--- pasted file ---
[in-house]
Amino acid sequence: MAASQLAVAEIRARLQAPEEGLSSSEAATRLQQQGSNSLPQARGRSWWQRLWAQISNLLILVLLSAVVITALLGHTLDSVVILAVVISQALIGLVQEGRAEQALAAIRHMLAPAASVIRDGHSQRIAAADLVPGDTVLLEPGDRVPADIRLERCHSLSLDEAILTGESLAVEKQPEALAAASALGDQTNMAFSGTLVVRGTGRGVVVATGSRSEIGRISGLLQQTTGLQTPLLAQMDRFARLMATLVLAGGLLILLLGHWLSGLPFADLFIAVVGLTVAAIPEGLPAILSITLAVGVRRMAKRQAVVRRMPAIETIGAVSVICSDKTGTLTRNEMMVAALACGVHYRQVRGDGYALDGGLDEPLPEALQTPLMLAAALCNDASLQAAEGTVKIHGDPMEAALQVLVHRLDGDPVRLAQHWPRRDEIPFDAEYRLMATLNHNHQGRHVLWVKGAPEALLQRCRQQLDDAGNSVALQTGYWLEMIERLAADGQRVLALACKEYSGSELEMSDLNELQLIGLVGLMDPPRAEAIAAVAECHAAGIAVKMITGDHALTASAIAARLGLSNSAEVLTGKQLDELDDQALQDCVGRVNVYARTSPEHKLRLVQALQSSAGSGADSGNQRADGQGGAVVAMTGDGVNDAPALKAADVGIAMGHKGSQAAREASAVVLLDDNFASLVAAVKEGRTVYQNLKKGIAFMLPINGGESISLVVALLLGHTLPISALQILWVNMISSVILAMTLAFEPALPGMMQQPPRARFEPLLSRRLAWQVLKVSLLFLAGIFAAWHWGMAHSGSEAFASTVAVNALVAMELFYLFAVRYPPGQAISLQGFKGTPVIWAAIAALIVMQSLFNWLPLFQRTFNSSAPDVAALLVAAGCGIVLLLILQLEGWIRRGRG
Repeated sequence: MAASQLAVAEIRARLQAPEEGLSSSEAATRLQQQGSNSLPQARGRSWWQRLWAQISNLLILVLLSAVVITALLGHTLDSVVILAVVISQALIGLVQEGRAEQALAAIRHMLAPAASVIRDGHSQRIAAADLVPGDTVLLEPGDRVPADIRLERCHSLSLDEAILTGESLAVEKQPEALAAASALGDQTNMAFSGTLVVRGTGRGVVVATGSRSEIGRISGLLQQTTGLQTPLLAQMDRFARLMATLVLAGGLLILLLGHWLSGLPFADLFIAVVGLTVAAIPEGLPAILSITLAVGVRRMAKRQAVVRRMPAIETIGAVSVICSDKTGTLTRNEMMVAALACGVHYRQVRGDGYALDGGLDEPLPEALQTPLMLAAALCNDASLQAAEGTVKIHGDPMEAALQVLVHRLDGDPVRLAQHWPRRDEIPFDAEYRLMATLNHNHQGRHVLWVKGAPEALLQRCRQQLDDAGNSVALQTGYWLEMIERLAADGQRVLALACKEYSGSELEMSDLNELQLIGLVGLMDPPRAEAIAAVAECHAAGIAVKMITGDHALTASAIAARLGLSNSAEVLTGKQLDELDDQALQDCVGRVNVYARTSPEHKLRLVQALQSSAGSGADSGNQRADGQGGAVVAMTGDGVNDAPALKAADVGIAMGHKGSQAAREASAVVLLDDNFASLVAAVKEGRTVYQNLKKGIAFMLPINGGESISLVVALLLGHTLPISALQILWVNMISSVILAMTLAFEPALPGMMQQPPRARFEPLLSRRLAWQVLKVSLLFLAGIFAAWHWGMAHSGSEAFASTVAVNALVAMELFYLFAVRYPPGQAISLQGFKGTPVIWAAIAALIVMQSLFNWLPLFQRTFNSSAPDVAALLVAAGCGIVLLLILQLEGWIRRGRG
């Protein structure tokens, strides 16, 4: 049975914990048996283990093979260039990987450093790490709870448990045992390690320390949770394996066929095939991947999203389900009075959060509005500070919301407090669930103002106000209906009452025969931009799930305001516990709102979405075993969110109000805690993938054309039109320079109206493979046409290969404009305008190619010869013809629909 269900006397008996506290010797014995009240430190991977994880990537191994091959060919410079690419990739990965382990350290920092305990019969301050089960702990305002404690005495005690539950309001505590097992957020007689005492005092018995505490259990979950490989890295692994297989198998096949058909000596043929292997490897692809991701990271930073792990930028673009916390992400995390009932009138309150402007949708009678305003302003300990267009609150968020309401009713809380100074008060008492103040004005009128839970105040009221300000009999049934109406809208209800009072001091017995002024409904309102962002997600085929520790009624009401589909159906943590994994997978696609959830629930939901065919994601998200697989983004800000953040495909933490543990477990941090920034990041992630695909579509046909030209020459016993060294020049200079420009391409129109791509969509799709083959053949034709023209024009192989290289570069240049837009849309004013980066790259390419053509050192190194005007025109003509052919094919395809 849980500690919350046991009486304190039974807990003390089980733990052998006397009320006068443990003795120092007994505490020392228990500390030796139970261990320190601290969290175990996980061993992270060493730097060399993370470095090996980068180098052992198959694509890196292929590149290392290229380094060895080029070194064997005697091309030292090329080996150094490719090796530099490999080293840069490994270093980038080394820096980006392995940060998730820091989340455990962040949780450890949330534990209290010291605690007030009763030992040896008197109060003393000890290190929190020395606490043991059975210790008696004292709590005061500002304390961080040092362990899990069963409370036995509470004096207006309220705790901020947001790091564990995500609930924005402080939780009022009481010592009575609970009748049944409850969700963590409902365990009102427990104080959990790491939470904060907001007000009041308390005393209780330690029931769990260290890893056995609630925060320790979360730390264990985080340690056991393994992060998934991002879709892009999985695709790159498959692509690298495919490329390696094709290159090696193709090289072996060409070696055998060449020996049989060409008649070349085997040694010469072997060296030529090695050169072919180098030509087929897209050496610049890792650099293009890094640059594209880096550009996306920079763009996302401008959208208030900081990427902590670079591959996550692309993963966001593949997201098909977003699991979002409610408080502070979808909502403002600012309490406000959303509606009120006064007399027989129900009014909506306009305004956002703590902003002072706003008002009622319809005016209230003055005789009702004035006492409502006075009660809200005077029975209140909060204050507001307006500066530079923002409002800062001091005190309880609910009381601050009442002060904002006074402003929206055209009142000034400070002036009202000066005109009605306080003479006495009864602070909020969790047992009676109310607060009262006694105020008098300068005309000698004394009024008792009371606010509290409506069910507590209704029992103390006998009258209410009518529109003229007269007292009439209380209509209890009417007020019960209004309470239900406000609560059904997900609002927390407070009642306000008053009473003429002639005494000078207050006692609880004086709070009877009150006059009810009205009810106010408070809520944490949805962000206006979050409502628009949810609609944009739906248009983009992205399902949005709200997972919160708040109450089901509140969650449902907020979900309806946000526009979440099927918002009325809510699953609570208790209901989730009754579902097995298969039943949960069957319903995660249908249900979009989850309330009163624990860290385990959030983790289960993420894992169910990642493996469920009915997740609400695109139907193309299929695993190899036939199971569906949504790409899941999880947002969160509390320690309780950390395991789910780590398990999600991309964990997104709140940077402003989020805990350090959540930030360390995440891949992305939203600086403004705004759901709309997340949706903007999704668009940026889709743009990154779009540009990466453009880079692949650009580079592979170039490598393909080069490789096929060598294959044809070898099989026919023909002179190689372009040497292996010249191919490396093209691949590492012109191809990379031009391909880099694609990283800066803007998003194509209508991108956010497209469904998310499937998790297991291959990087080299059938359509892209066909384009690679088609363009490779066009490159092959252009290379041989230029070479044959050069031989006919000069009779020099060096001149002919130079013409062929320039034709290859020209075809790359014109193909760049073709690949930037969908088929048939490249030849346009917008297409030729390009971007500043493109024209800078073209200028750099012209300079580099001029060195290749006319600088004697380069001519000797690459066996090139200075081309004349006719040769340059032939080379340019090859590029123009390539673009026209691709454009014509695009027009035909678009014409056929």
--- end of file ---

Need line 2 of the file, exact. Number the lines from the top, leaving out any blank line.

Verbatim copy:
Amino acid sequence: MAASQLAVAEIRARLQAPEEGLSSSEAATRLQQQGSNSLPQARGRSWWQRLWAQISNLLILVLLSAVVITALLGHTLDSVVILAVVISQALIGLVQEGRAEQALAAIRHMLAPAASVIRDGHSQRIAAADLVPGDTVLLEPGDRVPADIRLERCHSLSLDEAILTGESLAVEKQPEALAAASALGDQTNMAFSGTLVVRGTGRGVVVATGSRSEIGRISGLLQQTTGLQTPLLAQMDRFARLMATLVLAGGLLILLLGHWLSGLPFADLFIAVVGLTVAAIPEGLPAILSITLAVGVRRMAKRQAVVRRMPAIETIGAVSVICSDKTGTLTRNEMMVAALACGVHYRQVRGDGYALDGGLDEPLPEALQTPLMLAAALCNDASLQAAEGTVKIHGDPMEAALQVLVHRLDGDPVRLAQHWPRRDEIPFDAEYRLMATLNHNHQGRHVLWVKGAPEALLQRCRQQLDDAGNSVALQTGYWLEMIERLAADGQRVLALACKEYSGSELEMSDLNELQLIGLVGLMDPPRAEAIAAVAECHAAGIAVKMITGDHALTASAIAARLGLSNSAEVLTGKQLDELDDQALQDCVGRVNVYARTSPEHKLRLVQALQSSAGSGADSGNQRADGQGGAVVAMTGDGVNDAPALKAADVGIAMGHKGSQAAREASAVVLLDDNFASLVAAVKEGRTVYQNLKKGIAFMLPINGGESISLVVALLLGHTLPISALQILWVNMISSVILAMTLAFEPALPGMMQQPPRARFEPLLSRRLAWQVLKVSLLFLAGIFAAWHWGMAHSGSEAFASTVAVNALVAMELFYLFAVRYPPGQAISLQGFKGTPVIWAAIAALIVMQSLFNWLPLFQRTFNSSAPDVAALLVAAGCGIVLLLILQLEGWIRRGRG